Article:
Stranger Than Fiction has a pretty impressive cast and it uses the cast quite well. Queen Latifah and Maggie Gyllenhaal give decent - though unchallenging - performances as Eiffel's editorial assistant and Crick's love interest, respectively. They are good, but nothing stellar. Dustin Hoffman gives what is essentially a supporting performance that is one of his more memorable ones as the serious and educated Professor Hilbert. Hoffman carries himself with the bearing and authority of a seasoned literature professor and his ability to take potentially dry exposition and sell it as organic dialogue in character is impressive.

Emma Thompson proves her acting ability in Stranger Than Fiction like she never has to me. Sure, her performance in Love Actually (reviewed here!) was heartwrenching, but that was because her character was so easy to empathize with and feel sympathy for. How I know Thompson is wonderful as Karen Eiffel is that I found her utterly repulsive. Yes, there was not a spark of the customary attraction to Thompson that comes when she plays a smart, strong woman. As Eiffel, she's a chain smoking, nervous wreck who is difficult to watch and virtually impossible to adore. As a result of how convincingly she sells us on how dismal her character is, Thompson reveals her acting genius.

Will Ferrell does well as Harold Crick. He takes the dramatic role with the requisite seriousness, never dumbing down the potentials of his character with his trademark comedic timing. Ferrell resists any urge to present the film as a straight comedy and it's astonishing how well he is able to pull off the desperation of the character who knows he is to be slaughtered. Ferrell redirects his usual physical comedy into physical control and an impressive range of emotional expression. He gives a performance worthy of watching.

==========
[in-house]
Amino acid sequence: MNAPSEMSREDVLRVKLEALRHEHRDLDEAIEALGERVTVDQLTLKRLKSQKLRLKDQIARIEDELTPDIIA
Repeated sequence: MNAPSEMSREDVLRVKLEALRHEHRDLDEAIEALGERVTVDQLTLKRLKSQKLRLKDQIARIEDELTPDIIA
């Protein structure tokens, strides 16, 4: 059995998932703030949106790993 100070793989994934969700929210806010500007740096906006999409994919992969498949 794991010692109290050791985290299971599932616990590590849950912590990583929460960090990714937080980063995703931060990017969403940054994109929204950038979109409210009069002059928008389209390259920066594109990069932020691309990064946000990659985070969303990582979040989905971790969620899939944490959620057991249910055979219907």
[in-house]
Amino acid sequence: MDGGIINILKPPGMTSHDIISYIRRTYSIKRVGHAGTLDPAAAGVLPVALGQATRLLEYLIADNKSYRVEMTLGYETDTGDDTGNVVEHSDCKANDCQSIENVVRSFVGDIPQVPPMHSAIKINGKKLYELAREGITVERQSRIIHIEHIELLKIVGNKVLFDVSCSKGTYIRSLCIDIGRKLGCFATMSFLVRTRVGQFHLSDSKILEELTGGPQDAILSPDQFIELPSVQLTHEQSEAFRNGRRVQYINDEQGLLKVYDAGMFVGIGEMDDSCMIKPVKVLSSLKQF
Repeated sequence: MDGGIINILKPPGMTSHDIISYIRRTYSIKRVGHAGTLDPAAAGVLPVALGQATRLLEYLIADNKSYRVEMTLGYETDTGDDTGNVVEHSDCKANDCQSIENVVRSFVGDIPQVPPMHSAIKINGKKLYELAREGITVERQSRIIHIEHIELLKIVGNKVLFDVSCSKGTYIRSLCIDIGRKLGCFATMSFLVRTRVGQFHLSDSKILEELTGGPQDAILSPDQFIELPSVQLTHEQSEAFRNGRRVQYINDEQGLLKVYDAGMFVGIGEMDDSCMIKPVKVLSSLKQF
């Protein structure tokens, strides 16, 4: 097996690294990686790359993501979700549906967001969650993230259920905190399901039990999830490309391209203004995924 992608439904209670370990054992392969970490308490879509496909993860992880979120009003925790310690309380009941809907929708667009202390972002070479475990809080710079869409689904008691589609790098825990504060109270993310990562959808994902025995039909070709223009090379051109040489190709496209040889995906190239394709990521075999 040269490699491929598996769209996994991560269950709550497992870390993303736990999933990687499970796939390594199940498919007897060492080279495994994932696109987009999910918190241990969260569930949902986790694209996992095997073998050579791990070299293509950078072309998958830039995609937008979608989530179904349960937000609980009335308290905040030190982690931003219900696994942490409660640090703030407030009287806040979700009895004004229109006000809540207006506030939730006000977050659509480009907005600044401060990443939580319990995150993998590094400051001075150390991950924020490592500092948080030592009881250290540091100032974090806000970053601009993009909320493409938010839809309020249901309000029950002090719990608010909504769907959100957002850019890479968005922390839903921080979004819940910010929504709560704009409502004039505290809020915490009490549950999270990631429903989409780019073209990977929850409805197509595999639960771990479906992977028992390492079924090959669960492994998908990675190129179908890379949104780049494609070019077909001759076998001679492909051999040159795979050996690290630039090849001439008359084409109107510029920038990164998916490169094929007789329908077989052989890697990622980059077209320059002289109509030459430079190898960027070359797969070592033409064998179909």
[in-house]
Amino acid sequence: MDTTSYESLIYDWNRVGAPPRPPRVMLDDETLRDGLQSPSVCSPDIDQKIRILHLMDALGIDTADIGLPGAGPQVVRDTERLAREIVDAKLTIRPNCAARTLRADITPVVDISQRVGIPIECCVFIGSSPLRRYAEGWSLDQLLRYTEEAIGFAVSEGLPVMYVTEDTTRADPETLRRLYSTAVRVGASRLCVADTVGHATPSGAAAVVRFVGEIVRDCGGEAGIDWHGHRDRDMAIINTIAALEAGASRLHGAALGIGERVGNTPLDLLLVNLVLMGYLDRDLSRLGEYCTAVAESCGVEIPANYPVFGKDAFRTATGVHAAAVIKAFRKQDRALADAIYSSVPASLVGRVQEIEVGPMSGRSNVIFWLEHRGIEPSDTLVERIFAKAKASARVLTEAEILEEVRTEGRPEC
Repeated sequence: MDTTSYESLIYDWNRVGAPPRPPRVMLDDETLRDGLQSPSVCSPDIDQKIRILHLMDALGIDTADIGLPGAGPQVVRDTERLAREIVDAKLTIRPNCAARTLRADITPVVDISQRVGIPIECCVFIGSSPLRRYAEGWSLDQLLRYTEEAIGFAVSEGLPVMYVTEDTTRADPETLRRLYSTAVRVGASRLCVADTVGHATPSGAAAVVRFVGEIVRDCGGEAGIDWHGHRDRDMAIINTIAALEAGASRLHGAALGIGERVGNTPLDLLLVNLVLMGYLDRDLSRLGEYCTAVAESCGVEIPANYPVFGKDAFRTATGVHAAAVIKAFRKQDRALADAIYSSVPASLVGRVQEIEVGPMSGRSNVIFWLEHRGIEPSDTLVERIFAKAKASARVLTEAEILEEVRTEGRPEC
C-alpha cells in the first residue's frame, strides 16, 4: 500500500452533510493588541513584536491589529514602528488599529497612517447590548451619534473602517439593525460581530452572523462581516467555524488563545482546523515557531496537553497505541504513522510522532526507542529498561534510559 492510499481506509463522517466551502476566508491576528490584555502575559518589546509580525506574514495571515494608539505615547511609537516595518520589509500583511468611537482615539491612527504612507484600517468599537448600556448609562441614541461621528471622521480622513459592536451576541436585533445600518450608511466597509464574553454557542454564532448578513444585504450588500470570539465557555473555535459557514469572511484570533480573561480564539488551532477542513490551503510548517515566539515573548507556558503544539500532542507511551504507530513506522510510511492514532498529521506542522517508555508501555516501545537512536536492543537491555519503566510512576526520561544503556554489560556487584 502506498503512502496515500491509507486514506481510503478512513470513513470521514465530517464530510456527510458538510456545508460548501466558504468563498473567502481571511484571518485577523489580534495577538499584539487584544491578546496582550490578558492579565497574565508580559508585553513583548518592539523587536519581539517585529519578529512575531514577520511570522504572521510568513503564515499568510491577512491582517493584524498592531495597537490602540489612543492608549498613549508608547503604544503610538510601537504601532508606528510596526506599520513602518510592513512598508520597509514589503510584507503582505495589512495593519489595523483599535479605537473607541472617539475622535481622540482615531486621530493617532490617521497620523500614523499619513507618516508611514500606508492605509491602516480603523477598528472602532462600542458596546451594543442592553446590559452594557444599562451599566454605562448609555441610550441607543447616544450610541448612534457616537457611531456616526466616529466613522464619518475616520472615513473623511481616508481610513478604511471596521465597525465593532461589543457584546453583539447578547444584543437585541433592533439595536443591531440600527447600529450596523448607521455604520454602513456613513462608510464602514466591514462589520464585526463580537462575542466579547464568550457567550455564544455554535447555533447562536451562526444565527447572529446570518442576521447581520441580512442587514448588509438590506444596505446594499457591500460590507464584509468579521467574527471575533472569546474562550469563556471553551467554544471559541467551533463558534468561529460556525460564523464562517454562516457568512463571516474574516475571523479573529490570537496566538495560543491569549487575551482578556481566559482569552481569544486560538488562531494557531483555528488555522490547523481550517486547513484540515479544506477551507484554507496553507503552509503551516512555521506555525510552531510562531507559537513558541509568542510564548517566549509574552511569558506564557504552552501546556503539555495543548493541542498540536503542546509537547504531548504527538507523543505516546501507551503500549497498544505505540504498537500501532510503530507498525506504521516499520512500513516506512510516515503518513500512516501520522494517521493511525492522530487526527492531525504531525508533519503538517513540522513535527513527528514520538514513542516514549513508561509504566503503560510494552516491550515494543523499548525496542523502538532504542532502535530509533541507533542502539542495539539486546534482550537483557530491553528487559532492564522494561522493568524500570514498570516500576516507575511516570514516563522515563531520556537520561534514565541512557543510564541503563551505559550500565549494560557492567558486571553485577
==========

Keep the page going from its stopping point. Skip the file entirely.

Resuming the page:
Stranger Than Fiction is a nice change for those disappointed by Adaptation or any number of other films that involve writers bending reality, but it is mostly a straightforward movie that tells a real simple story. This is likely to disappoint those looking for an engaging comedy but bring in just enough for those looking to be entertained to actually enjoy.

For other works with Will Ferrell, please be sure to check out my reviews of:
Everything Must Go
The Other Guys
Land Of The Lost
You're Welcome America: A Final Night With George W. Bush
Step Brothers
Family Guy - Season 4
Jay And Silent Bob Strike Back


For other films, please be sure to check out my Movie Review Index Page by clicking here!

© 2012, 2007 W.L. Swarts. May not be reprinted without permission.